Bin Laden and Shakespeare: How a Visit to the British Playwright's Home Contributed to Al-Qaeda Leader's Radicalization

A videotape released by Al-Jazeera TV featuring Osama bin Laden, in which the Al-Qaeda leader described the 9/11 attacks as "commendable," broadcast in Britain on December 27, 2001. Getty

"The evil that men do lives after them; the good is oft interred with their bones," said Mark Antony in William Shakespeare's Julius Caesar following the murder of the protagonist.

The first part of that statement certainly applies to Osama bin Laden. The name of the Al-Qaeda founder—killed in a U.S. raid in Pakistan in 2011—remains instantly recognizable, largely for his role in overseeing the 9/11 attacks that took the lives of almost 3,000 people.

And now, following the CIA release of almost 470,000 files seized from bin Laden's Abbottabad compound in the 2011 raid, it seems that some of bin Laden's earliest hatred toward the West built up during childhood visits to the home of playwright Shakespeare in England.

A view of William Shakespeare's birthplace in Stratford-Upon-Avon, England, on April 10, 2012. Christopher Furlong/Getty

The CIA release included Bin Laden's personal journal, written in Arabic and more than 220 pages long. Writing shortly before his death, bin Laden recalled visits to the U.K. when he was a teenager, according to a translation of parts of the journal by The Guardian.

The militant leader recounted one visit to "the West" when he was in "sixth grade," meaning he would have been 13 years old. He was there for a "treatment," though he doesn't provide details of what. The following year, he spent 10 weeks in the U.K. "studying." Previous reports suggest that bin Laden visited Oxford in 1971, aged 14, and a photo appears to show the Saudi-born cleric posing with two of his brothers and two Spanish students while on a language course.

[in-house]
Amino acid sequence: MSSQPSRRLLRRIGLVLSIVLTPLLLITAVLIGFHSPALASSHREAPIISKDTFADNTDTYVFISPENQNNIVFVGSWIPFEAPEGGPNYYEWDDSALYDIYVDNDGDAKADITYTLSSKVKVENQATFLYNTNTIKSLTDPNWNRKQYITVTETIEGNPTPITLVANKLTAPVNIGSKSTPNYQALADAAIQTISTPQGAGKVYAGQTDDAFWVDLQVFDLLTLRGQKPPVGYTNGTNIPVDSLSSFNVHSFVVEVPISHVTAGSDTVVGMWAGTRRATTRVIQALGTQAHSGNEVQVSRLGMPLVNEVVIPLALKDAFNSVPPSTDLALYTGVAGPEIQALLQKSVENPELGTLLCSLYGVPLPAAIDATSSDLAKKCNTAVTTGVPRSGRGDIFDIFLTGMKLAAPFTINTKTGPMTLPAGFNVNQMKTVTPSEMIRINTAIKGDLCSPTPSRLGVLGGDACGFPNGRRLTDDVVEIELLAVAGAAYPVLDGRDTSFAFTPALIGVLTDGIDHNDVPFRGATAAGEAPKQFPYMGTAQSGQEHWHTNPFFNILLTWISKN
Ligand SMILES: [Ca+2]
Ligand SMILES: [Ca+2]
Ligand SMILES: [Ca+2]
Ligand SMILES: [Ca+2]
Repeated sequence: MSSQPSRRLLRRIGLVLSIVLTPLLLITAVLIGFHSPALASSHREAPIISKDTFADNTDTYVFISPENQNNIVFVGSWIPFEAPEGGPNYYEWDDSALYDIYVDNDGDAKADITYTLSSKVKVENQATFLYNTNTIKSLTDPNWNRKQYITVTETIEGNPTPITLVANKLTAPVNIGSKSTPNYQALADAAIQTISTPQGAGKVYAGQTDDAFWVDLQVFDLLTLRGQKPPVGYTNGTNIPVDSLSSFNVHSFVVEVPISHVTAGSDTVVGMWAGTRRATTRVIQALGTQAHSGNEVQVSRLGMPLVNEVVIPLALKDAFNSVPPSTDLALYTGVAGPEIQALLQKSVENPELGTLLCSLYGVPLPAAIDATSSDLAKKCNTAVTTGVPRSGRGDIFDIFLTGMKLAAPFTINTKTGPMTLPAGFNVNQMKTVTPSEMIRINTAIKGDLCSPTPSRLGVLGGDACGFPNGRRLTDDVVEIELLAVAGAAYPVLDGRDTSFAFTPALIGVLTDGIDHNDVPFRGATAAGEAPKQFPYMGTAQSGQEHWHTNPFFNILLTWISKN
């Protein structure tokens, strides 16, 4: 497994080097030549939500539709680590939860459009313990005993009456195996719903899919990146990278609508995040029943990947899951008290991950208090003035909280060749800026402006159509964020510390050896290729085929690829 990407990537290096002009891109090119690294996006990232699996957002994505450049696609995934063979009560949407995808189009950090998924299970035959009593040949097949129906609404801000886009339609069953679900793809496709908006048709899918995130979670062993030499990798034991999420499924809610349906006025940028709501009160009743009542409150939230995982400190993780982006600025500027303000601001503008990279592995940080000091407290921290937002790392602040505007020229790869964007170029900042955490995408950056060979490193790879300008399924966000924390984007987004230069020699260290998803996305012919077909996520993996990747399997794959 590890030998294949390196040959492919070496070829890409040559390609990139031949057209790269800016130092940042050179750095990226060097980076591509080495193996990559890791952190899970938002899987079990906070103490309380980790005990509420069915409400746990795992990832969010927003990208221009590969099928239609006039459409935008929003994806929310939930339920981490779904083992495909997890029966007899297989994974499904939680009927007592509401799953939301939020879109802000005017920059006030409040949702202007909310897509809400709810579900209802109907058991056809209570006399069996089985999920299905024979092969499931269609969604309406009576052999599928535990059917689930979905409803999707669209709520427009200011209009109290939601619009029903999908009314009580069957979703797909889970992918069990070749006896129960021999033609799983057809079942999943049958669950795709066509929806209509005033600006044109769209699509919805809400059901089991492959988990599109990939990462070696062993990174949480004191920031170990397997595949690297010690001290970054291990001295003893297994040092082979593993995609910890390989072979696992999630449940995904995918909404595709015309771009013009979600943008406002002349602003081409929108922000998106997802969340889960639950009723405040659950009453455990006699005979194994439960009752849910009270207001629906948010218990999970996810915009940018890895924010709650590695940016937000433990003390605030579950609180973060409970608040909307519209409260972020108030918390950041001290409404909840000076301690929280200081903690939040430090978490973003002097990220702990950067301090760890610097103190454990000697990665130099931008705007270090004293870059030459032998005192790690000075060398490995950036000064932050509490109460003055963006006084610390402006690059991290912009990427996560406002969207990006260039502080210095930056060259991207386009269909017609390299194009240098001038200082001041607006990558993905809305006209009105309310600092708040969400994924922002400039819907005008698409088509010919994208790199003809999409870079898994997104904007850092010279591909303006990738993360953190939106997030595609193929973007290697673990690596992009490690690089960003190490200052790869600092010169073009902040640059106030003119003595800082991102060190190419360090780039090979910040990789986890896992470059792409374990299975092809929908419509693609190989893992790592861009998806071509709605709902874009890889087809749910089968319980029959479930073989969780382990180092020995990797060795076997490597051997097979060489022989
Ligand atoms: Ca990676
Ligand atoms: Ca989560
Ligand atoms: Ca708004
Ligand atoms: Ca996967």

Read more: CIA releases new Osama bin Laden documents, including the terror mastermind's journal

Bin Laden writes in the journal how he was "not impressed" when he visited the house where Shakespeare was born in Stratford-upon-Avon, in central England.

"I got the impression that they were a loose people, and my age didn't allow me to form a complete picture of life there," wrote bin Laden. "We went every Sunday to visit Shakespeare's house. I was not impressed and I saw that they were a society different from ours and that they were a morally loose society."

It is not clear what particularly disgusted bin Laden about British society and culture, but the future militant came away with an impression that the West was "decadent" and substantially different to the Islamic society he envisioned.

Shakespeare's birthplace is a restored 16th-century house, where the playwright was born in 1564 and spent his childhood years. After the death of his father, Shakespeare inherited the house and leased part of the property, which became an inn called the Maidenhead. Shakespeare left the house to his eldest daughter Susanna when he died in 1616.

Born to billionaire Mohammed bin Awad bin Laden, the younger bin Laden studied in Saudi Arabia as a young man. He joined the mujahideen in Afghanistan fighting against the Soviet invasion in the late 1970s and 1980s. Most accounts of his life suggest that he was radicalized in the 1990s, after being expelled from Saudi Arabia for anti-government activities and later forced out of his haven in Sudan at the request of the United States.

Some of the CIA files were released early to the Long War Journal, a U.S. publication that has long called for greater transparency on what the U.S. government knows about Al-Qaeda and bin Laden. The files released by the CIA paint a complex picture of the Al-Qaeda leader, who went into hiding shortly after the 9/11 attacks. As well as large amounts of Al-Qaeda propaganda and the first video of bin Laden's son and potential successor, Hamza, as an adult, the trove of released files also included a viral YouTube video of a child biting his brother's finger and dozens of videos on crocheting.